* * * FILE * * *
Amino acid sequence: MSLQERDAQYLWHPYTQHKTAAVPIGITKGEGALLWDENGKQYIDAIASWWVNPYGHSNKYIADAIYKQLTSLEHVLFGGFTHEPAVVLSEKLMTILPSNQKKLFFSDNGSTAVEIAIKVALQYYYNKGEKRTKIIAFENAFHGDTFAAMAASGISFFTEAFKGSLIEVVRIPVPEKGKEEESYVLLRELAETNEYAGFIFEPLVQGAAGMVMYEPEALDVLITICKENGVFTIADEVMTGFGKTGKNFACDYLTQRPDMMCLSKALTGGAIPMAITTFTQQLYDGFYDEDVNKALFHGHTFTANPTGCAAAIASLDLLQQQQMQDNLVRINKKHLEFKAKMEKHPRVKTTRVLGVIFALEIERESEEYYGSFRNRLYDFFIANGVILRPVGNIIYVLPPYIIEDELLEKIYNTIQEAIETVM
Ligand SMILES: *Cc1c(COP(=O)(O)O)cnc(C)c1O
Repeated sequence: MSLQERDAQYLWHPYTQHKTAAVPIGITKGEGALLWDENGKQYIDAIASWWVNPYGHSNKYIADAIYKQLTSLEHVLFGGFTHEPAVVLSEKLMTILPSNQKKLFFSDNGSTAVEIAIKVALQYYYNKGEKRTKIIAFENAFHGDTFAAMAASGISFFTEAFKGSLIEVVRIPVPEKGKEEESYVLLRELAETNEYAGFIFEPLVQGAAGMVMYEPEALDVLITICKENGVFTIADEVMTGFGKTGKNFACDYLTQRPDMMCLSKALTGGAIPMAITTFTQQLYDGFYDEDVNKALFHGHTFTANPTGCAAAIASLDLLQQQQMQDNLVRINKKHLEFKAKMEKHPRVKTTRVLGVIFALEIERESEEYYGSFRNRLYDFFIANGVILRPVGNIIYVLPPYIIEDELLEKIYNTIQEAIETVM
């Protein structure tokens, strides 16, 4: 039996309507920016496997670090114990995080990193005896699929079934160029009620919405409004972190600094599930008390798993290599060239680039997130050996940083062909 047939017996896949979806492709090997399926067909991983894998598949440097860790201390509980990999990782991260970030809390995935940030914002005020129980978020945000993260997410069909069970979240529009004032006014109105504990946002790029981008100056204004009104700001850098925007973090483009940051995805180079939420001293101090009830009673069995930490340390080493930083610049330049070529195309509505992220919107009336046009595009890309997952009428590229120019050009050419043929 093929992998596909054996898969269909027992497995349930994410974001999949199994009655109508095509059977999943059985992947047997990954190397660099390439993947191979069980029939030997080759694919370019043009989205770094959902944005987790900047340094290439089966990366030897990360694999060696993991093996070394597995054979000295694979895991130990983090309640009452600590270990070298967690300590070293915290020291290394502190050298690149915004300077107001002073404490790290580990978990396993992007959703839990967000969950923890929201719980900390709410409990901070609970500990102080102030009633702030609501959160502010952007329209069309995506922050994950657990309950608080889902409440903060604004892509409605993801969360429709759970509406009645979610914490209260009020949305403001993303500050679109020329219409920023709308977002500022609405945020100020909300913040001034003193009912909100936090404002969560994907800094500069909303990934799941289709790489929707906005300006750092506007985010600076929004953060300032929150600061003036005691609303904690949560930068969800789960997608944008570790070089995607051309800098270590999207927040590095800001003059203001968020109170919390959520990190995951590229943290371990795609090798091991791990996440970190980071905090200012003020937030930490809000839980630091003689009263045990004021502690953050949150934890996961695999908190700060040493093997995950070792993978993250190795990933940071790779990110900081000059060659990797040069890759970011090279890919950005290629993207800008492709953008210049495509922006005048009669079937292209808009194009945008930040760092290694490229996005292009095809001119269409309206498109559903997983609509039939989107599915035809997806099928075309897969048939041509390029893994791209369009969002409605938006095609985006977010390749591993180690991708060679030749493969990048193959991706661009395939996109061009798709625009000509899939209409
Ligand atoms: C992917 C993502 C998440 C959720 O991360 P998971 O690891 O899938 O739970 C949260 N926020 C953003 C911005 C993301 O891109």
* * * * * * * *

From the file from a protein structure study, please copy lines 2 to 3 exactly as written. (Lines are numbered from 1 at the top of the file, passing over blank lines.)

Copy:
Ligand SMILES: *Cc1c(COP(=O)(O)O)cnc(C)c1O
Repeated sequence: MSLQERDAQYLWHPYTQHKTAAVPIGITKGEGALLWDENGKQYIDAIASWWVNPYGHSNKYIADAIYKQLTSLEHVLFGGFTHEPAVVLSEKLMTILPSNQKKLFFSDNGSTAVEIAIKVALQYYYNKGEKRTKIIAFENAFHGDTFAAMAASGISFFTEAFKGSLIEVVRIPVPEKGKEEESYVLLRELAETNEYAGFIFEPLVQGAAGMVMYEPEALDVLITICKENGVFTIADEVMTGFGKTGKNFACDYLTQRPDMMCLSKALTGGAIPMAITTFTQQLYDGFYDEDVNKALFHGHTFTANPTGCAAAIASLDLLQQQQMQDNLVRINKKHLEFKAKMEKHPRVKTTRVLGVIFALEIERESEEYYGSFRNRLYDFFIANGVILRPVGNIIYVLPPYIIEDELLEKIYNTIQEAIETVM